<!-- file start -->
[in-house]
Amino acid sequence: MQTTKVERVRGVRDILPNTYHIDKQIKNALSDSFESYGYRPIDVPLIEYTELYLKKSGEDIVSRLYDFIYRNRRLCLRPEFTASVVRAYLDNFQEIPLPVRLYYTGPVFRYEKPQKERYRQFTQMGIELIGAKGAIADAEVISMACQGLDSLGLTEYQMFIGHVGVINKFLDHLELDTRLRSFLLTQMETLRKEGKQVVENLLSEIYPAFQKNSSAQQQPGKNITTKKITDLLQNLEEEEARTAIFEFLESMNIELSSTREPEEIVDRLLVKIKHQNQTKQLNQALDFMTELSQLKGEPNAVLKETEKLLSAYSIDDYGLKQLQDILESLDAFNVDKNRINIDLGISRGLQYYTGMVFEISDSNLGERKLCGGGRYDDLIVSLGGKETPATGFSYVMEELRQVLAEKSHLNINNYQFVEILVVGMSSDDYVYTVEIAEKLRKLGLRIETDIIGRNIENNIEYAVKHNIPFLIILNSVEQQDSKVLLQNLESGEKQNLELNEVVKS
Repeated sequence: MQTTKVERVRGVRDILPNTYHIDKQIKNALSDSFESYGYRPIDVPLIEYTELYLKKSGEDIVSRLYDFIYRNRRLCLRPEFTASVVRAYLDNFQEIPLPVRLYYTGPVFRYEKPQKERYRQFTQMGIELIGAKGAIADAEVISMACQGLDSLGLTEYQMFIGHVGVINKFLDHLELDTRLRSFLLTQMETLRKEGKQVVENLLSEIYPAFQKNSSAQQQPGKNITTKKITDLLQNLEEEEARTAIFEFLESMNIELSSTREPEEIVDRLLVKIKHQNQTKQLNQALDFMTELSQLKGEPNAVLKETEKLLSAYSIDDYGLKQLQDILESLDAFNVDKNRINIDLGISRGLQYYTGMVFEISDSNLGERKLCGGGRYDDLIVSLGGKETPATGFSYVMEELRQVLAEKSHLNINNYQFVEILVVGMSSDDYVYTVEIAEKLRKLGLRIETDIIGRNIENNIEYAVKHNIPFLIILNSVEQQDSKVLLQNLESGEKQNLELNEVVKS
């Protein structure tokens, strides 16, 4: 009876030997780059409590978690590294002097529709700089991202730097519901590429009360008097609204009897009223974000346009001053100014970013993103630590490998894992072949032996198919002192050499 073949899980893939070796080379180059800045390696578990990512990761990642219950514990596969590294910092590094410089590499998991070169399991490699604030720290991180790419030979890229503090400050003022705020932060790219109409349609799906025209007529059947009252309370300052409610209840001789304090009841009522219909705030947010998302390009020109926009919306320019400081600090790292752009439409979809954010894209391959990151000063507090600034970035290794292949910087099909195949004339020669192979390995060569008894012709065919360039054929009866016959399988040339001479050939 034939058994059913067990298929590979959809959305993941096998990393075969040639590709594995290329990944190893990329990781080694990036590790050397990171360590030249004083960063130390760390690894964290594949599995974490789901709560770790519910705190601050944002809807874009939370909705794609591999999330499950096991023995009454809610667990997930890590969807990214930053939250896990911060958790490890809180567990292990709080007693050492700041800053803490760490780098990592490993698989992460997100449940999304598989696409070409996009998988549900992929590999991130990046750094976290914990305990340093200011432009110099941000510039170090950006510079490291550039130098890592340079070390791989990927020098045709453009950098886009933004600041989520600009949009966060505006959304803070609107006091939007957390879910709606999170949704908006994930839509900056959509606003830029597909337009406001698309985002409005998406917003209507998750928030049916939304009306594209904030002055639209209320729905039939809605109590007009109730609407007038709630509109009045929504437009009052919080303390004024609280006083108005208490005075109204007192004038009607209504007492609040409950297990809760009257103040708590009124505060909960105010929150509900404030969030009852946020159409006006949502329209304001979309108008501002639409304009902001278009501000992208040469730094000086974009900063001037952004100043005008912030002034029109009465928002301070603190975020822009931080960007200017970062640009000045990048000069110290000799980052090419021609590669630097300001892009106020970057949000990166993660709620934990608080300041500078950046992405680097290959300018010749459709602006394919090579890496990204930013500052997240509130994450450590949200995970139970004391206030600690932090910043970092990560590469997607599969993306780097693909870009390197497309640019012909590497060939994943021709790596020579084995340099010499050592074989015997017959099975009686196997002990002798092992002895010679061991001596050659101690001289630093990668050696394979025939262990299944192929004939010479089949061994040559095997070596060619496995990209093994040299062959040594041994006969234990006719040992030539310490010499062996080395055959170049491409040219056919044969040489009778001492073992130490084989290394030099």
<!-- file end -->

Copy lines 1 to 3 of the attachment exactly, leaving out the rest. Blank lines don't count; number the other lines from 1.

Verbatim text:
[in-house]
Amino acid sequence: MQTTKVERVRGVRDILPNTYHIDKQIKNALSDSFESYGYRPIDVPLIEYTELYLKKSGEDIVSRLYDFIYRNRRLCLRPEFTASVVRAYLDNFQEIPLPVRLYYTGPVFRYEKPQKERYRQFTQMGIELIGAKGAIADAEVISMACQGLDSLGLTEYQMFIGHVGVINKFLDHLELDTRLRSFLLTQMETLRKEGKQVVENLLSEIYPAFQKNSSAQQQPGKNITTKKITDLLQNLEEEEARTAIFEFLESMNIELSSTREPEEIVDRLLVKIKHQNQTKQLNQALDFMTELSQLKGEPNAVLKETEKLLSAYSIDDYGLKQLQDILESLDAFNVDKNRINIDLGISRGLQYYTGMVFEISDSNLGERKLCGGGRYDDLIVSLGGKETPATGFSYVMEELRQVLAEKSHLNINNYQFVEILVVGMSSDDYVYTVEIAEKLRKLGLRIETDIIGRNIENNIEYAVKHNIPFLIILNSVEQQDSKVLLQNLESGEKQNLELNEVVKS
Repeated sequence: MQTTKVERVRGVRDILPNTYHIDKQIKNALSDSFESYGYRPIDVPLIEYTELYLKKSGEDIVSRLYDFIYRNRRLCLRPEFTASVVRAYLDNFQEIPLPVRLYYTGPVFRYEKPQKERYRQFTQMGIELIGAKGAIADAEVISMACQGLDSLGLTEYQMFIGHVGVINKFLDHLELDTRLRSFLLTQMETLRKEGKQVVENLLSEIYPAFQKNSSAQQQPGKNITTKKITDLLQNLEEEEARTAIFEFLESMNIELSSTREPEEIVDRLLVKIKHQNQTKQLNQALDFMTELSQLKGEPNAVLKETEKLLSAYSIDDYGLKQLQDILESLDAFNVDKNRINIDLGISRGLQYYTGMVFEISDSNLGERKLCGGGRYDDLIVSLGGKETPATGFSYVMEELRQVLAEKSHLNINNYQFVEILVVGMSSDDYVYTVEIAEKLRKLGLRIETDIIGRNIENNIEYAVKHNIPFLIILNSVEQQDSKVLLQNLESGEKQNLELNEVVKS